The majority, including Lippman, acknowledged that the gifts “may fairly be characterized in many unflattering ways,” but said the statute of limitations had run out, an issue barely considered over all of the years of litigation. The previous consideration of the merits of the gift question at every other court level indicated that no one else bought the statute argument and assumed that Lawrence hadn’t sued until seven years after she gave Chill the gifts because the firm was still representing her, meaning that her deadline to object “tolled” during those years.

The majority validated the contingency fees because the firm “risked” receiving no compensation for its continuing work on the case. They regarded Lawrence as a capable businesswoman who could have fired the firm at any moment, though she’d stuck with them for nearly 23 years.

One signal-sending new influence in the case was the New York State Trial Lawyers Association, which filed an amicus brief for the first time when the case went before the Lippman court, contending that the appellate decision threatened “the sanctity of the contingent fee system.” Silver has long been closely tied to the association, a major donor to Silver’s majority ($768,000 between 2006 and 2013), which has been rewarded repeatedly by Assembly actions, such as protecting New York’s unique liability laws for leased cars. Silver’s two partners, Weitz and Luxenberg, were association directors and officers.

Lippman has voted with the trial lawyers in other cases as well, in the 5 to 2 Ramkumar decision in 2013, when the association also filed an amicus brief, arguing that no documentary evidence be required to sustain an accident claim. The two dissenters on the court said the Lippman majority had lowered “the barriers that courts have erected against baseless no-fault claims,” while the association said the court had “once again injected reason into the process.”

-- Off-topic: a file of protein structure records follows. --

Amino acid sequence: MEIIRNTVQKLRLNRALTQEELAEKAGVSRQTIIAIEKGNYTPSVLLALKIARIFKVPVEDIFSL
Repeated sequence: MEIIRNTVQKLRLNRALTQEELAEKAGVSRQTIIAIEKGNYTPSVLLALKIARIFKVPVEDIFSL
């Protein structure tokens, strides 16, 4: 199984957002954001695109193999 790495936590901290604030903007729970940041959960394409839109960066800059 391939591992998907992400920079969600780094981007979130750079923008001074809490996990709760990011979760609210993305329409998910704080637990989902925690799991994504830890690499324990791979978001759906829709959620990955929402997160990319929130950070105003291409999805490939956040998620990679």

The other edge Chill had was his attorney, Michael Carvin, a Washington-based Republican attorney who argued the “Obamacare” case before the Supreme Court. Carvin has worked with Chill for years as the lawyer for the New York Senate majority, with the Republican Senate and Assembly Democrats joined at the hip, and they won a reapportionment case together before the Lippman court in 2012. The redistricting cases are one reason why Chill was seen as “Shelly’s guy” at the highest levels of the state courts.

Chill and another senior partner at the firm took such a high percentage of the fee distribution that the partner who billed the lion’s share of the hours, Steven Mallis, is claiming in a just-filed suit that they shortchanged him. Graubard responded with a barrage against Mallis, quoting judicial findings from the prior Lawrence litigation that Mallis had concealed the gift from the firm and engaged in “self-dealing,” without looking in the mirror at Chill.

 

Lippman and Silver have known each other since they were 6, growing up together on the Lower East Side, and Silver made no secret of his use of power on Lippman’s behalf, so much so that Lippman referred to him as “family” at one swearing-in. The first chief judge since the 19th century to have never served on the Court of Appeals, Lippman catapulted to the top despite a career that was almost entirely administrative rather than judicial, thanks in large part to the speaker.

Neither Silver nor Lippman, however, was satisfied with this unlikely triumph. Though Silver had never supported a referendum to change the age limits for judges until Lippman neared the retirement age of 70, he pushed it onto the ballot in 2013 despite the opposition of Gov. Andrew Cuomo and the black and Latino caucus of his own members, both of which wanted to replace an overwhelmingly white, and disproportionately Republican, cadre of older judges.